Avedon writes, in relation to this post:
I think it’s a bit sad that John Cole is still willing to buy into the right-blogosphere’s reinterpretation of this thing. It’s as if the word “political” in the document is invisible to them, or is a synonym for “military”.
I don’t get what I am buying into. Correct me if I am wrong or what I am missing:
The Downing Street Memo is one person’s interpretations of his meetings with several people. Other memos are now being released that don;t paint the same picture, including the one Sanger wrote about
The military absolutely had plans for invading Iraq well before 9/11, and they were updated afterwards.
Bush, after 9/11, asked people to clear Iraq from guilt, and then invaded Afghanistan. As part of a larger stream of thinking, the belief was that something had to be done about Iraq, the Middle East in general, and that Hussein had WMD and was a legitimate target of opportunity.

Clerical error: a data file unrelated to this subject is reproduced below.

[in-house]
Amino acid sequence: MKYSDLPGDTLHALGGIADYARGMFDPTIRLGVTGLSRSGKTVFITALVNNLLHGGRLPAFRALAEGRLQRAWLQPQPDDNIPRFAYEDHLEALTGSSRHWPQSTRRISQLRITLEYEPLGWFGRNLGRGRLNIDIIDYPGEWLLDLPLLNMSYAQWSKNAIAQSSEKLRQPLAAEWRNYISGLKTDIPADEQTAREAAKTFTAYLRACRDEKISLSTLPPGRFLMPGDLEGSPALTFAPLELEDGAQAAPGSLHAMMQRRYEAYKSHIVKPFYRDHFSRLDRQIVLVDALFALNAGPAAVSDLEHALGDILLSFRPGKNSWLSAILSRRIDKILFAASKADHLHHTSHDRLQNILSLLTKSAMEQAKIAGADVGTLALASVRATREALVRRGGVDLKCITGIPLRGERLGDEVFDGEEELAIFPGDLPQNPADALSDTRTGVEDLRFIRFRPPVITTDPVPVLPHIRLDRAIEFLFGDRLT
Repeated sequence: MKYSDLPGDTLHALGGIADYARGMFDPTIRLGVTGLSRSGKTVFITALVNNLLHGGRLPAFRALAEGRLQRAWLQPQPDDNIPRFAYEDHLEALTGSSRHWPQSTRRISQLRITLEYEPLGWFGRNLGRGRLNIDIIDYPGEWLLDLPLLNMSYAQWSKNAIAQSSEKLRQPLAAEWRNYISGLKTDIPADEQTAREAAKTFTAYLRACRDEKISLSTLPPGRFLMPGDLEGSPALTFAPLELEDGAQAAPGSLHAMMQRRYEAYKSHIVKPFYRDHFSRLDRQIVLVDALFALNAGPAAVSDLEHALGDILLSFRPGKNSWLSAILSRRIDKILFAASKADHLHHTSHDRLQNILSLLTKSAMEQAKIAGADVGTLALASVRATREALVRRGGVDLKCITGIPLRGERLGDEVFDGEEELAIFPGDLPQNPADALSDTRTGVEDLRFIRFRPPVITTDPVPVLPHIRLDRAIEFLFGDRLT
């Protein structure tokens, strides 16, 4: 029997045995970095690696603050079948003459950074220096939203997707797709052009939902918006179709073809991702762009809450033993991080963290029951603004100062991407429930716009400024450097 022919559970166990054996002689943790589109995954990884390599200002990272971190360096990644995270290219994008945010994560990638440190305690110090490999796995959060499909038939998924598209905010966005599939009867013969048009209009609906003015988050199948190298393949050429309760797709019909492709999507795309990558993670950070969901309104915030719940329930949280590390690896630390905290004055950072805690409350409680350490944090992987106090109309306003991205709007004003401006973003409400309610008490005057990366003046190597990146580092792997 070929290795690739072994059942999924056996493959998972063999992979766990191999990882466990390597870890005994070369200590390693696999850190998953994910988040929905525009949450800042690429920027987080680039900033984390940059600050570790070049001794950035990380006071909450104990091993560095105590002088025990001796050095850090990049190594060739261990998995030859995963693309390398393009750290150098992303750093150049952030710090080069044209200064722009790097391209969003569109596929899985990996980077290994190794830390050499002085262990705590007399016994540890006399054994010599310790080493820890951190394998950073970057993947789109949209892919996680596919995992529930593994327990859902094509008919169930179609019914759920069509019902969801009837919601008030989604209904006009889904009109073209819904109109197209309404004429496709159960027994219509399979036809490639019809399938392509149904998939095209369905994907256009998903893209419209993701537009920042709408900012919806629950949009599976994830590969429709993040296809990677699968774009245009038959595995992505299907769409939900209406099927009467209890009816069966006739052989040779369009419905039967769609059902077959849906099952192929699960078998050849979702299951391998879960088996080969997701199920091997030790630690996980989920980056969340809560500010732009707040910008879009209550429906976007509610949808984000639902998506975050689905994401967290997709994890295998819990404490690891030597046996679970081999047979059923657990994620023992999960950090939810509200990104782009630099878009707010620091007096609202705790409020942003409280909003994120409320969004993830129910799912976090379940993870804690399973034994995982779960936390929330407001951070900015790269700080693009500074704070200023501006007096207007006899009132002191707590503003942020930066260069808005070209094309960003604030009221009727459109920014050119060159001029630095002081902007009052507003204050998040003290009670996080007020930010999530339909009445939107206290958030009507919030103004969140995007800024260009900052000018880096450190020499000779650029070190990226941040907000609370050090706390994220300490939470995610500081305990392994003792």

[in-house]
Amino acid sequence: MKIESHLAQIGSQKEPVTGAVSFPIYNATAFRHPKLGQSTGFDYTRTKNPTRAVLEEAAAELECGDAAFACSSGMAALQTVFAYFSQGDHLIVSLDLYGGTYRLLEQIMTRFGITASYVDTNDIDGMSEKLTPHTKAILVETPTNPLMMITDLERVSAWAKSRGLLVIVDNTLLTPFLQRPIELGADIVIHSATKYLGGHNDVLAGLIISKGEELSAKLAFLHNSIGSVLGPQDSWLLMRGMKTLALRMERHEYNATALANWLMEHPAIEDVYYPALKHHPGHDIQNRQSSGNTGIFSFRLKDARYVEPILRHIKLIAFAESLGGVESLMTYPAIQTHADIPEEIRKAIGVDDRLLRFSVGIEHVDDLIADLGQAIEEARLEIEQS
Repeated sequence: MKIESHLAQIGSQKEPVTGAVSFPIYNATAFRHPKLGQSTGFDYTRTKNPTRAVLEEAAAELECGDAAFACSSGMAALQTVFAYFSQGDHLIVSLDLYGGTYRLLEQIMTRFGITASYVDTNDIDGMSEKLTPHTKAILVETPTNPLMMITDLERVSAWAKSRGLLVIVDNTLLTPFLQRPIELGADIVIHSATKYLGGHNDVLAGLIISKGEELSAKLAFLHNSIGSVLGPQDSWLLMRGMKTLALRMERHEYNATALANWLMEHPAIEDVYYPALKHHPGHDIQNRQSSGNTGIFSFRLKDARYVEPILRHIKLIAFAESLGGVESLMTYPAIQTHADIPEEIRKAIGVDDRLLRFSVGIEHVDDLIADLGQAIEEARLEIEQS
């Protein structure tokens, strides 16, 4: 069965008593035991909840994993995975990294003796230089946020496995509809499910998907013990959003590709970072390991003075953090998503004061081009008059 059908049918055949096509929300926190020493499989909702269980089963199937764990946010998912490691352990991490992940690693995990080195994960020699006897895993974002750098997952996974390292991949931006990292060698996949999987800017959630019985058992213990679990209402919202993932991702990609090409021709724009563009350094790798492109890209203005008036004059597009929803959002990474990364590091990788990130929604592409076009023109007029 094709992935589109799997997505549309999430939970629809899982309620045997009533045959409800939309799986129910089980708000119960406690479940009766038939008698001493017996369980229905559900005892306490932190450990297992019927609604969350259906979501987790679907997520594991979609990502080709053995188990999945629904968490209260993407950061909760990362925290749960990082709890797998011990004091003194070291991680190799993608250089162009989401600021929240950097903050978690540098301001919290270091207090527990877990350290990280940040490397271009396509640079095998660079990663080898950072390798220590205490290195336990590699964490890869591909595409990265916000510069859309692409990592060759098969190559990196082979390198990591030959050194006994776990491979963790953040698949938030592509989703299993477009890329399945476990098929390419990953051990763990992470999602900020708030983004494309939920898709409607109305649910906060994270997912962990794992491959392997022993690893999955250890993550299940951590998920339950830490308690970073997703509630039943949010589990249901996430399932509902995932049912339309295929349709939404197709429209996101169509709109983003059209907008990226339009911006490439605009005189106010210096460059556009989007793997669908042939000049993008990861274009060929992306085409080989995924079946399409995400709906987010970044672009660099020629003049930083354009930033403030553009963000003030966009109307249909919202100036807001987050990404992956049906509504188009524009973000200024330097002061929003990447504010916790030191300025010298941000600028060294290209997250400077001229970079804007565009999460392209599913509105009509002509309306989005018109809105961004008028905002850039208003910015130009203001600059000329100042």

Bush felt the UN was a lost cause on the issue of Iraq, and while he publicly stated he was going to do everything he could to engage them and avoid war, he believed that wasn’t going to turn out.
The real crime is that it appears that there really was inadequate post-war planning prior to going to war in Iraq.
And, as a general principle, military decisions are political, as use of military force is the extreme end of politics by force.
What am I mixing up here? Why am I wrong to not be all up in arms about the Downing Street memos…